There's mercurial post-modern trumpet-talent Lester Bowie in his habitual lab-coat, with a trim grey flat-top and distinguished little beard, showing no ill-effects from his recent brush with wicked uncle David on Black Tie White Noise. The two saxophonists, Roscoe Mitchell and Joseph Jarman, are dressed contrastingly: one as hip-hop kid, with backwards baseball cap and sad eyes, the other - like bass player Malachi Favors - in tribal garb, complete with warpaint. Rounding off the ensemble is drummer Famoudu Don Moye, in spangly gold raiment.
The church setting adds another layer of weirdness - here is the world's most revered futurist jazz posse playing in front of a pulpit. The crowd, sitting in pews with plastic beer glasses perched awkwardly in front of them, seems slightly bewildered - no one knows why they didn't have to kill to get a ticket. Later, some will complain that the show 'wasn't avant-garde enough'.
The idea of 'playing tribute to the Chicago blues tradition' is not just about the artistic vanguard going back to traditional roots, it's about showing how two sets of roots have always been tangled. These are working musicians, after all, not porcelain figures. Keyboard queen Amina Claudine Myers, one of the blues musicians who joins the Art Ensemble after half an hour to effect a 'unique union of two vital strands in Chicago's great musical heritage', played with Mitchell and Bowie to great effect a quarter of a century ago.
The guitarist Herb Walker rustles his frets and the whole lot of them - innovators and traditionalists together - lurch into a strange unreconstructed blues thing. Chicago Beau and his pub- rock harmonica are the only clouds on the horizon. Malachi Favors jigs about in a delightfully unhinged fashion and two fine young horn players - Frank Lacy and James Carter - alternate between sudden blasts of virtuousity and giving the crowd fierce looks which say, 'What have you lot done to deserve this?'
Across town at the Hammersmith Apollo, fans of Chaka Khan are asking themselves the same question. Chaka - another child of the Windy City - demands more respect than her insulting bit-part in a Whitney Houston video suggests she is currently getting. Her audience - a harmonious assemblage of contrasting skin-tones and sexualities - woof their approval; not just of particular phrases as she sings them, but individual syllables.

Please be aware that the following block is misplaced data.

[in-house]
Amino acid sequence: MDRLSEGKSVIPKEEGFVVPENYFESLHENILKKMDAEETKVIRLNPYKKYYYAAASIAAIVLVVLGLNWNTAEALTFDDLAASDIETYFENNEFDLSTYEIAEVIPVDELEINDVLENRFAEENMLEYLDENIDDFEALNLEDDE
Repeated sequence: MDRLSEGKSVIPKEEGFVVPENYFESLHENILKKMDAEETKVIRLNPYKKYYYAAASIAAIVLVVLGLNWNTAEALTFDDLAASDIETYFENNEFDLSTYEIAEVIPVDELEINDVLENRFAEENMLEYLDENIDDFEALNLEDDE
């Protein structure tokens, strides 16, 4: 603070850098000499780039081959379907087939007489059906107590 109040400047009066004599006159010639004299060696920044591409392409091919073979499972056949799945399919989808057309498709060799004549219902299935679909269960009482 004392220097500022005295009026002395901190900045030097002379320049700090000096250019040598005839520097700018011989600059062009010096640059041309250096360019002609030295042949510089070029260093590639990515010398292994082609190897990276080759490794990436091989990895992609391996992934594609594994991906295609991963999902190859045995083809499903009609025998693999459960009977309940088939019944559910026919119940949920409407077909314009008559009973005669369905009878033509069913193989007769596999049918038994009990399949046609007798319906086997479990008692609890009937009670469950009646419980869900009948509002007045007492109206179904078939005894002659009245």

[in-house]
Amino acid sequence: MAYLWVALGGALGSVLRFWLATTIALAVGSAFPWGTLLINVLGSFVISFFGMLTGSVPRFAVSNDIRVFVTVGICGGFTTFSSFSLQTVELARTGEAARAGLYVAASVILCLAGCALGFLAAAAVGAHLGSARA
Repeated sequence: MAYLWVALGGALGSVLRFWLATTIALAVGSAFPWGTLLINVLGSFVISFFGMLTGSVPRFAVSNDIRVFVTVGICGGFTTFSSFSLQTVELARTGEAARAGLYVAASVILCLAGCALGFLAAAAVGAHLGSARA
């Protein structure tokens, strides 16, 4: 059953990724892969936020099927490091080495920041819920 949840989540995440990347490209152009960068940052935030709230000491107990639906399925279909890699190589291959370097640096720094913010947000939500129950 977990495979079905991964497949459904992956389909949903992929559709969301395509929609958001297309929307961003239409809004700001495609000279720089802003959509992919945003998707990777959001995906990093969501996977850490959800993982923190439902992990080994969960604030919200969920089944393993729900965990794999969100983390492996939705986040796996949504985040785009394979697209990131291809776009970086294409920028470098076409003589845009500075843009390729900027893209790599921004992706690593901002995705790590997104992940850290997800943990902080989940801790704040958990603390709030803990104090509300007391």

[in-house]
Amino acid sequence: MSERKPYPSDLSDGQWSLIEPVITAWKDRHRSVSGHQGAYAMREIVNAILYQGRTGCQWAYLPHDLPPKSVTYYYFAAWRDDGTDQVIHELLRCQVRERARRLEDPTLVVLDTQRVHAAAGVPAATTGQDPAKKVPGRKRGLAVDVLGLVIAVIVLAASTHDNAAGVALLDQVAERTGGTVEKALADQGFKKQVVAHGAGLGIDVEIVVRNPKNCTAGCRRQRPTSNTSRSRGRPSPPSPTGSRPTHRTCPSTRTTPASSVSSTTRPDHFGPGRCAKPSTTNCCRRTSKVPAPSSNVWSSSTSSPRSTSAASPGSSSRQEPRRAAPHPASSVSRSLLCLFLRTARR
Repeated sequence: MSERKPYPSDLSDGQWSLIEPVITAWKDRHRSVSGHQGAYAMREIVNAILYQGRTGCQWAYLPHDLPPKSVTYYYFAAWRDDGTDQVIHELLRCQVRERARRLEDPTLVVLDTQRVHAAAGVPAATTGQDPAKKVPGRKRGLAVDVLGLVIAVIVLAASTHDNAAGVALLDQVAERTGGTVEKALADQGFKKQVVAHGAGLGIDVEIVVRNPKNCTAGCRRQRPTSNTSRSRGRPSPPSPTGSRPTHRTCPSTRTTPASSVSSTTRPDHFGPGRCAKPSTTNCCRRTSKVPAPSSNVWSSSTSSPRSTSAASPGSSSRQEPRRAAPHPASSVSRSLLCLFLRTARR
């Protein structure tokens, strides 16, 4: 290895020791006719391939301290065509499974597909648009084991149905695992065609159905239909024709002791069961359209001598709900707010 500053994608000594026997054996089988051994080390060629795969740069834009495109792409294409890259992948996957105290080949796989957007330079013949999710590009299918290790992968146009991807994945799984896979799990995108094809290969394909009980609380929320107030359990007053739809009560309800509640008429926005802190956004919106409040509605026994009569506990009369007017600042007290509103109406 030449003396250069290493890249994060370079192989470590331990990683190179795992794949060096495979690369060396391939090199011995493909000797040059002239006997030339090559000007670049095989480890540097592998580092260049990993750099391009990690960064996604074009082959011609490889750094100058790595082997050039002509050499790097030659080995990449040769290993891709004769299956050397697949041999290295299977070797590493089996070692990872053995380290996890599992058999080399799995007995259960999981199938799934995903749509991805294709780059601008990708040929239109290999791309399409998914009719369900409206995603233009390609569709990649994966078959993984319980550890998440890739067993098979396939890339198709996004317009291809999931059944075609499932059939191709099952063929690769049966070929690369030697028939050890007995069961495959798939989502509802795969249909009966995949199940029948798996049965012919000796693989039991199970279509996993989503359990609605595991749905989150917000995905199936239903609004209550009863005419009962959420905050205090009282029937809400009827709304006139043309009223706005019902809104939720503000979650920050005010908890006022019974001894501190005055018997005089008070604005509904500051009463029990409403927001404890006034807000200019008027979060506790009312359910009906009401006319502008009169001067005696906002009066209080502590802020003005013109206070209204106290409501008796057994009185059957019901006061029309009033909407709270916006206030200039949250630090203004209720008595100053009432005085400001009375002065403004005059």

A great night seems in prospect. Unfortunately, the woman beneath the crimped orange haystack has other plans. It's not that Chaka can't - when she does open her mouth to sing, the voice is as stunning as ever - but that she won't. This woman will do anything to distract herself from the mundane reality of giving a performance. She plays with her hair, fiddles with her boots, bawls out her soundman. Worse still, she covers her tracks by encouraging her band to indulge in interminable Kenny G-style instrumental interludes.
You have to have real star quality to get away with this kind of behaviour, and Chaka invests her hour or so of supper club jazz standards with majestic hauteur. 'I hate to think of anybody going home disappointed,' she says, blithely spurning shouted requests for 'I'm Every Woman', 'but, well, that's life.'
Erstwhile Replacement Paul Westerberg handles an illustrious past with better grace. He's got a new band now, but is touched rather than irritated by the fervour which his old songs inspire. At a packed Borderline, popular pressure forces him to join the dots in his young backing trio's repertoire. He calls out the chords to 'Swinging Party' (one of several affecting ballads which made The Replacements' songbook the essential Eighties bar- band primer) as he goes along, and still manages to give the words feeling - 'If being afraid is a crime, we hang side by side.'
If there is any room in your heart for raucous, wistful, guitar- soaked Americana, Westerberg - at his best - is the man to fill it. When not at his best, as unfortunately on his first official solo album, 14 Songs (Sire), he builds soppy statues from Keith Richards' cast-offs. Tonight, though, he is great. The sound bounces chunkily off the back wall and he seems to be uplifted by the enthusiasm of his new sidemen.
Last time The Replacements played here they seemed fed up with not making it. A certain obduracy, not to mention too close an acquaintance with the liquid refreshments where they played, stopped them attaining more than a sort of celebrity ideal of regular guyness. Matt Dillon and Wynona Ryder loved to drop their name, but they never sold many records. With a new band behind him, Westerberg's songs sound fresher than ever. 'Here Comes a Regular' is what Cheers would have sounded like if it was a musical.
If Charles Bronson and Burt Reynolds could have a son, he'd grow up looking like John Prine. That alone does not explain the familiarity of this distinguished but rarely seen singer-songwriter's face. First sight of him also calls to mind an older Bob Carolgees. At the Grand, Prine plays on his own; swatting his guitar with such vigour that it has to be taken away for reconstructive surgery, and rasping out songs from a three-decade career which, with the success of his most recent album, The Missing Years (This Way Up), has finally shrugged off the 'new Bob Dylan' tag.
Tonight, he lets his songs do the talking. Usually with country, less is more, but Prine's roughness of voice and the simplicity of his chord structures cry out for a nice bit of pedal-steel guitar and some background harmonies. His best songs, 'Angel of Montgomery' and 'Speed of the Sound of Loneliness', sound better sung by Bonnie Raitt or Nanci Griffith. The crowd don't think so, though, howling along to 'Illegal Smile' with glee. But he loses them at the end: 'Well done, son of a gun, hotdog bun, Attilla the Hun, My sister in law . . . is a nun.'
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